Many younger students (like I was when I went to grad school) still have support from their parents (financially) and don’t know anything about the “biz” of acting, or anything about moving to and living in LA, and they get there and get stuck with huge debts when they get out, and they are also several years older when they get out. Because I lived in LA for over twenty years, I just wish now that I’d talked my folks into helping me put money down on a house, or helped me fund a feature film, or even just helped pay for several separate weekly classes – that way I’d have had an easier start.

Enough said. Way to go and good luck with your career – break many legs, and go for it! – All my love and best wishes for you! Kirsten

PS – I had many agents and casting directors tell me in LA that my training didn’t matter one hoot about whether or not they called me in to my audition, but that it was all based on my headshot, my look, if I looked right for the part, if I had some parts on my resume, and also, if they recognized teachers (LA private teachers!) they respected within the industry. The times where an MFA or BA in Theatre MAY help get you called for a part is when you’re auditioning for theatre (usually outside of LA). I am not really dissing the training you get in these programs, just the after effects on your own private life (emotional and financial)… THANKS AGAIN!!!


Dear Kirsten, thank you for your blog. Can you recommend LA private teachers respected within the industry? Also can you recommend any weekly classes for kids and teens that taught by recognized teachers in LA area? THANKS AGAIN!!!


I am in a MFA program, and it’s been the best decision I’ve ever made, moreso than going to college, even!

I was working professionally before I got to school… working pretty regularly, even. I’ve taken all the LA classes and took courses at Stella Adler and with William Esper in NY, but I still felt like I wanted more training. I chose my program after considering what I felt I needed to add to my “toolbox,” and realizing that things like “expansion of imagination” weren’t going to come in a 6,8, or even 12 week course at 600$ a month. I needed a safe place where I could take my time. I found so many classes in LA were product based and I needed something process-orientated, a 2 or 3 year program where people KNEW me, they knew my habituals, they knew I was good or inept at and they could help me overcome some obstacles to achieve my goals and widen my skill-set.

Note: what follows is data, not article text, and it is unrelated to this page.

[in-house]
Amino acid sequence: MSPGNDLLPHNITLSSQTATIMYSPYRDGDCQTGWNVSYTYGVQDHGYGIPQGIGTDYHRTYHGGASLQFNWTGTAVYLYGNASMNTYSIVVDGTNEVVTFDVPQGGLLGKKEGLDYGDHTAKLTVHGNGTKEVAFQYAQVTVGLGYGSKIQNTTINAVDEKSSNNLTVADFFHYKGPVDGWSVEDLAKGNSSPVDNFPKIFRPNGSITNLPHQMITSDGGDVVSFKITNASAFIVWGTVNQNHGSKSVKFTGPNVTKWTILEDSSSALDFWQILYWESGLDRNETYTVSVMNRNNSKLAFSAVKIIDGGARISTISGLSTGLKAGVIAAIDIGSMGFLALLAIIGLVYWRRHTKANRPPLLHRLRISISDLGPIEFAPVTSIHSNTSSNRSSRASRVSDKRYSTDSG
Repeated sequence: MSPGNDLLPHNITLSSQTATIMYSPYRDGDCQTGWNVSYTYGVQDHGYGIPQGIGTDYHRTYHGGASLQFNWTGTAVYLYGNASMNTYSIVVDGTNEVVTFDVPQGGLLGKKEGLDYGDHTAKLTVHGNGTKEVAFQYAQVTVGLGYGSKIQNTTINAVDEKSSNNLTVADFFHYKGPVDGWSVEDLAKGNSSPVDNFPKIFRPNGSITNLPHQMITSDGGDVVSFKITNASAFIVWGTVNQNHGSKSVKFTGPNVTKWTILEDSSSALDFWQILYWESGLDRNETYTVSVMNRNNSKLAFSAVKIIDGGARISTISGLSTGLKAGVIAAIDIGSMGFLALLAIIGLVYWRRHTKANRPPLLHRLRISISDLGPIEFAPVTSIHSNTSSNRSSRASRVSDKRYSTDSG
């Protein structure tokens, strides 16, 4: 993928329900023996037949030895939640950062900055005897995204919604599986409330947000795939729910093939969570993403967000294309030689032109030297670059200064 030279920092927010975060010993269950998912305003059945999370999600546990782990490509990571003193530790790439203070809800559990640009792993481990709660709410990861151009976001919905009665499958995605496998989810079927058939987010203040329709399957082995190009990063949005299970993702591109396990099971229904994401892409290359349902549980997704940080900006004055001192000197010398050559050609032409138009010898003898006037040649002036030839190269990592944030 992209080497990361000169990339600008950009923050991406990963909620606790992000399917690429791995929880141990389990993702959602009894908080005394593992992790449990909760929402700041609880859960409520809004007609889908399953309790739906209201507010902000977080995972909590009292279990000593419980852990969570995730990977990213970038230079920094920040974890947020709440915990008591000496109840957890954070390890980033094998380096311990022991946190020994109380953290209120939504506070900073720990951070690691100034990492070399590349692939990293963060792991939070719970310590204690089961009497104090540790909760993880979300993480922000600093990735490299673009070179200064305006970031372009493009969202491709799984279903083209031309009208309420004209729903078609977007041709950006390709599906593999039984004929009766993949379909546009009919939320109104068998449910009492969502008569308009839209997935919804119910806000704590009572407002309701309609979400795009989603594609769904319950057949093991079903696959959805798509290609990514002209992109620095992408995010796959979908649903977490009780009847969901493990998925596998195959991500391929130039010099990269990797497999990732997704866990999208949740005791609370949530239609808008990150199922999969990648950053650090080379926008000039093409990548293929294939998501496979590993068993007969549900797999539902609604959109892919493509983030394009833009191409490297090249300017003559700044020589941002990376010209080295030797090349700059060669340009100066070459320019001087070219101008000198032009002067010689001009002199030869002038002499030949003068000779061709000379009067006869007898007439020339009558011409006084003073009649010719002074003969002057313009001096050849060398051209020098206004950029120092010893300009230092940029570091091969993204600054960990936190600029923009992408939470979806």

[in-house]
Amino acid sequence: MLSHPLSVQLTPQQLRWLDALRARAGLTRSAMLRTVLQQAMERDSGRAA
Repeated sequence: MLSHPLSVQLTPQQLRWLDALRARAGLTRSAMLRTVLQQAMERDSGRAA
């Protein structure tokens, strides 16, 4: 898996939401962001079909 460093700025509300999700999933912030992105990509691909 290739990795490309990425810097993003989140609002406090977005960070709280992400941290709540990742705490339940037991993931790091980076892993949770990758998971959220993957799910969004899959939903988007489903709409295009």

I get to explore, take extreme risks and I have found such inspiration in a community of company members that are there to support and hone my craft, and they take care of me as well. I’ve also been able to build real relationship with the faculty, 90% of whom are working artists and able to make immediate connections in the theatre and film world internationally. I’ve never experienced this kind of growth in any class I’ve taken in LA.

Everything else is still there: my agent, the real-world contacts, the everyday drudge that builds discipline and resilience… you still learn all the ends and outs of film work that you would learn on set: keeping your eye lines, continuity issues for shooting various angles, reverse shots, and retakes, keeping your character’s arc when filming shots out of sequence, ways to keep your energy levels consistent when filming on different days, how to move to marks on the ground, etc but you do so in a room of 13 of your friends over a course of a year than by having a reel of bad films as you “figure it out.”

It took me a long time to commit to going to grad school, but I’m so glad I did!


Dear Donna,
Thank you SO much for this reply to my blog. Because so many people DO have a wonderful experience in an MFA program, and it really sounds like you knew why you wanted to go, and chose wisely, and it also sounds like you have a totally marvelous program. Can you share where you are going, and any more details about what you study? When I went to USC they did no camera acting classes at all, but maybe that’s changed, and there wasn’t such a strong sense of community or support as you seem to be getting (the BFA’s had it more than the MFAs did – I know that – but then I know that the MFA program got cancelled for a few years and was totally revised – THANK GOD!) Please tell us more if you have a second, and if not, I do truly appreciate every side of this story. Because I do feel that for many people, a more structured program in the long term may be for them. I just worry about many students that come out of these programs not having much money to live on and being very much in debt for the next 20 years. Thanks so much and I can’t wait to hear what you do in your career! – Kirsten


Hi Kirsten,

I’m at CalArts and its the interdisciplinary aspects that make the school. I spent as much time working on films as I do in acting studios. We do take a bevy of classes, but I see it as the institute creating versatile actors who can work internationally, in a myriad settings rather than the school trying to keep us there for 3 years. Our days are already 17 hours, 6 days a week, so I can’t imagine them teaching quicker… they’d have to teach less, and I’d feel pretty cheated.